When is a sport not a sport? When it’s sports entertainment.
World Wrestling Entertainment is the biggest pro wrestling organisation in the world, and when its stars came to the UAE in February, thousands of fans turned out to cheer on champions including John Cena and Seth Rollins. Unlike classic Olympic wrestling, pro wrestling occupies that middle-ground where an appreciation of athleticism crosses with modern commercialism. No-one gets hurt, the punches don’t land and the outcome is usually already decided, but it does require skill. People will pay to watch it and it’s a whole lot of fun whether you’re cheering from the sidelines or slugging it out in the ring.
At HM Fitness, The Dubai Pro Wrestling Academy – the only one of its kind in the city – students are taught how to perform in the ring like their heroes. Lead by founder and co-trainer Caleb Hall, the academy has put on two live shows and has another scheduled for Friday July 31. Hall started wrestling aged 16 and trained with the Bret ‘The Hitman’ Hart, the ’90s WWF champion. We asked him what the key to this sport is. ‘The number one thing is learning how to do something where you look like you’re just killing the guy but he’s going to be able to get up and go to work the next day,’ says Hall. ‘You have to be able to go out there and make it look real without actually punching someone in the face and breaking their jaw, that’s the skill that you have to master.’
One of the students, Gheeda Chamsaddine, who goes by the stage name ‘Joelle’, is certainly on her way to mastering the art of faking it in the ring. At just 17 she, like many in the class, dreams of becoming a big name pro wrestler. As we sit on the edge of the ring she talks excitedly about the buzz she got from her first match in April. ‘It was awesome! With wrestling you put weeks and months of work into just five minutes and then you get out there and give it your best shot.’ Joelle is a sporty girl who likes to run, weightlift and play basketball when she’s not throwing guys around the ring. ‘I grew up in Saudi Arabia, so wrestling isn’t introduced to girls there. When I moved here, one of my friends introduced me to it and I was like: “Wow, I’ve been missing out, I have to do this!” When I found the classes I picked it up and I got hooked.’
Being the only female pro wrestler in the class isn’t a problem for Joelle, or her male counterparts, and the group are comfortable throwing each other down. The other students in the training session are in their late teens, though Hall says they have students ranging from 16 to 26. Hall tells us that pro wrestling can be learned by any physical ability but there is a need for athleticism in order to perform the moves.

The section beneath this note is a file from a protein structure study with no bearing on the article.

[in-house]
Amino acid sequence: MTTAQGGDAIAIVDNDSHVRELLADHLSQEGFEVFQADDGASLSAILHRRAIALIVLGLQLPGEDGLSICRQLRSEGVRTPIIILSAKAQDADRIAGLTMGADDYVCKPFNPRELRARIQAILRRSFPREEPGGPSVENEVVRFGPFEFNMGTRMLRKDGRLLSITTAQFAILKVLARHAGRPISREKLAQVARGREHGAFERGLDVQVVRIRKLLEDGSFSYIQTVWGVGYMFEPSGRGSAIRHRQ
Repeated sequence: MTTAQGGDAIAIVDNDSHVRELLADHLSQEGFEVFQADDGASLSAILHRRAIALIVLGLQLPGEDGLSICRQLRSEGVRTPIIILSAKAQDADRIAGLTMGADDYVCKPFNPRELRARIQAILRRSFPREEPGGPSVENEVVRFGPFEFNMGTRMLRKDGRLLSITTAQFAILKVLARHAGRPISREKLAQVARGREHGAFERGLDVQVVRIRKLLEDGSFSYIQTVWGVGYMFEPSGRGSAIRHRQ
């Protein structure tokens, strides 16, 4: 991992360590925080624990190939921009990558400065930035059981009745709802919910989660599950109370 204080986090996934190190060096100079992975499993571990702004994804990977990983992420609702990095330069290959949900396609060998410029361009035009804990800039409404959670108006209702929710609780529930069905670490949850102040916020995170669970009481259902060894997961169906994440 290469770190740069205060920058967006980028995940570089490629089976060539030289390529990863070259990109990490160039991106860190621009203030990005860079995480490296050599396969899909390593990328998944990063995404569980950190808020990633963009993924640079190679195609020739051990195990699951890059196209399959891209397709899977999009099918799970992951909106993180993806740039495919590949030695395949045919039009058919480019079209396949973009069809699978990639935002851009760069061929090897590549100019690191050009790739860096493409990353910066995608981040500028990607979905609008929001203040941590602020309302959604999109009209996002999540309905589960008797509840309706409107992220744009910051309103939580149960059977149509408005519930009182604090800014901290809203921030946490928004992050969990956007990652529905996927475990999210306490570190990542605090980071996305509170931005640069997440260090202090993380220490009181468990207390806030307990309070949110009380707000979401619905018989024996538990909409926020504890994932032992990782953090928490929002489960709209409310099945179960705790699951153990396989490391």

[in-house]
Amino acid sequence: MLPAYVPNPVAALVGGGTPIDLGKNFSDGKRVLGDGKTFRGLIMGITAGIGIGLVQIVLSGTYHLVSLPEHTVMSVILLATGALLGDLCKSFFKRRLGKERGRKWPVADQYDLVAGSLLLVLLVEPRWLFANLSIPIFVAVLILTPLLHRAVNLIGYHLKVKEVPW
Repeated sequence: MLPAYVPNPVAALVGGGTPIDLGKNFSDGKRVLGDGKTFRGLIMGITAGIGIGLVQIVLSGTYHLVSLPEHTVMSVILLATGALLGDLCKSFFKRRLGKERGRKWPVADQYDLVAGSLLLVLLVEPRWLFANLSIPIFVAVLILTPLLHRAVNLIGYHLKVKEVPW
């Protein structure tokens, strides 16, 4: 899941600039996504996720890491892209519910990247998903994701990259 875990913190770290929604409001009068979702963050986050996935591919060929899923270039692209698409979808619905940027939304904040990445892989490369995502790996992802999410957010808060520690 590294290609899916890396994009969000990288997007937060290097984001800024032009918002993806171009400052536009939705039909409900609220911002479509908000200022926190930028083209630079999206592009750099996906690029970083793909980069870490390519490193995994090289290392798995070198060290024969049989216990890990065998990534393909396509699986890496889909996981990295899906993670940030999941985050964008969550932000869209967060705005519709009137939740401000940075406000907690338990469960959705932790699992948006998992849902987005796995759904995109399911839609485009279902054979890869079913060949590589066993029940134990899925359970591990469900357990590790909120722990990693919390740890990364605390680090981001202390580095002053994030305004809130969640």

Joelle shows us how to perform some of the throw-downs, locks and sequences such as the ‘lock in’, the grappling start position where both fighters have a hand on the back of their opponent’s head, and ‘The Schoolboy’, a dummy move that sees the fighter move out of the corner, drop to the floor and pull their opponent down for the pin. We lacked the required amount of menace to pull the moves off convincingly but Joelle looked like she meant business every time she hurtled across the square ring toward us.
Hall explains that wrestling is also about having the right mentality in order to develop your character. ‘We are not just going in there as brutes beating each other up,’ he says. ‘We are trying to tell a story because that’s what people engage with. They want to see the big guy fighting the little guy. The little guy almost beats him, but then the big guy cuts him off. It’s psychology,’ he adds. ‘You have to learn what’s going to get the crowd engaged. What’s going to make them think that it is over when really it’s not? It’s more than just punching and falling.’ Joelle seems to have the moves and mind-set to realise her dreams of being a star pro wrestler and as she prepares for her next match she tells us, ‘I’m going to go out with my best shot and definitely come out a winner, because that’s what Joelle does!’ Dhs60 per class, Dhs400 per month. Sun and Tue 6.30pm-8pm, 9pm-10.30pm during Ramadan. The next live show will be held on Friday July 31, Dhs50 per person, 6.30pm. HM Fitness, Al Meydan Road, Al Quoz, www.facebook.com/dubaiprowrestling (056 680 4846).